Some interfaces take skeuomorphism to the extreme of entirely recreating the physical control panel of equipment. This is especially popular with audio software that mimics the designs of rackmount audio processors or effects, sometimes including audio jack plugboards to represent the processing path. Some specialized equipment software might also be designed to replicate the physical controls. This can be helpful when the expected end user has decades of experience with physical controls that they can then directly translate to the new digital ones.
Most designers these days reject skeuomorphic design though. It often adds unnecessary detail to the UI. This can range from simply making the interface look cluttered or messy to harming usability, such as if text legibility were to be affected.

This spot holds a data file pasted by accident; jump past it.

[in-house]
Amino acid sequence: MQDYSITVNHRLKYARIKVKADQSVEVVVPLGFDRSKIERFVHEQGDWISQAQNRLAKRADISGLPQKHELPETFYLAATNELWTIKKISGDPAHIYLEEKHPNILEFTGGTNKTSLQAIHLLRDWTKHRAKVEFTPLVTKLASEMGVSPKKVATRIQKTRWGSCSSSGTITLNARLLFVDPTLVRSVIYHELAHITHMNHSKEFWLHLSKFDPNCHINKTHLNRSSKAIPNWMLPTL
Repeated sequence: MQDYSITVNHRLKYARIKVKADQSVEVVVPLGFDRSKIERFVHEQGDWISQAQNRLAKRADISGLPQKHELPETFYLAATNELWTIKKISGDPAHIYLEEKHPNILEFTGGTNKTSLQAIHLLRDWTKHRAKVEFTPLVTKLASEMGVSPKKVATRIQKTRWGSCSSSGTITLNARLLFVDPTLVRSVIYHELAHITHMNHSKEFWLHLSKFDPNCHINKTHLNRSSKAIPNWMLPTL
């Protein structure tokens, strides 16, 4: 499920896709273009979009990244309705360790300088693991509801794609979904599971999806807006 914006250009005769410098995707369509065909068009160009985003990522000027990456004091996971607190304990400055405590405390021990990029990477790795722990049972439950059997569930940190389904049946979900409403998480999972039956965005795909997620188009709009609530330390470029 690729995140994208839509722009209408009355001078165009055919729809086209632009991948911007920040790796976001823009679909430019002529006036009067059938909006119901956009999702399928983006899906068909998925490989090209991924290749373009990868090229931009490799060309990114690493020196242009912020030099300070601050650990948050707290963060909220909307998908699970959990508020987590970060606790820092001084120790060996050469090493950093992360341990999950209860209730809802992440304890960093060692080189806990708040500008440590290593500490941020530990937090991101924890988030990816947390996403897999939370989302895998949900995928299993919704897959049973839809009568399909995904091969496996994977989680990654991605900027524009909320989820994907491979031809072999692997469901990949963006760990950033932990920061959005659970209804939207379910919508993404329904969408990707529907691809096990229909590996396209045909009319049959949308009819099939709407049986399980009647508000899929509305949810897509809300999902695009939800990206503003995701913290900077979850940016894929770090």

As people have become more accustomed to digital interfaces, the need to include skeuomorphic elements has lessened. Some users might never have even interacted with the physical object that the design is trying to replicate. For instance, most smartphone users have never handled a floppy disk, so using one as a save icon could lead to confusion for some.
Most designers have settled on a combination of flat design with some skeuomorphic elements to help understandability. Generally, skeuomorphic elements should be added only when they add to the usability of the design. They should not be used for purely aesthetic reasons. Google's Material Design is an excellent example of a generally flat design that uses consistent and logical skeuomorphic flourishes.
History of skeuomorphism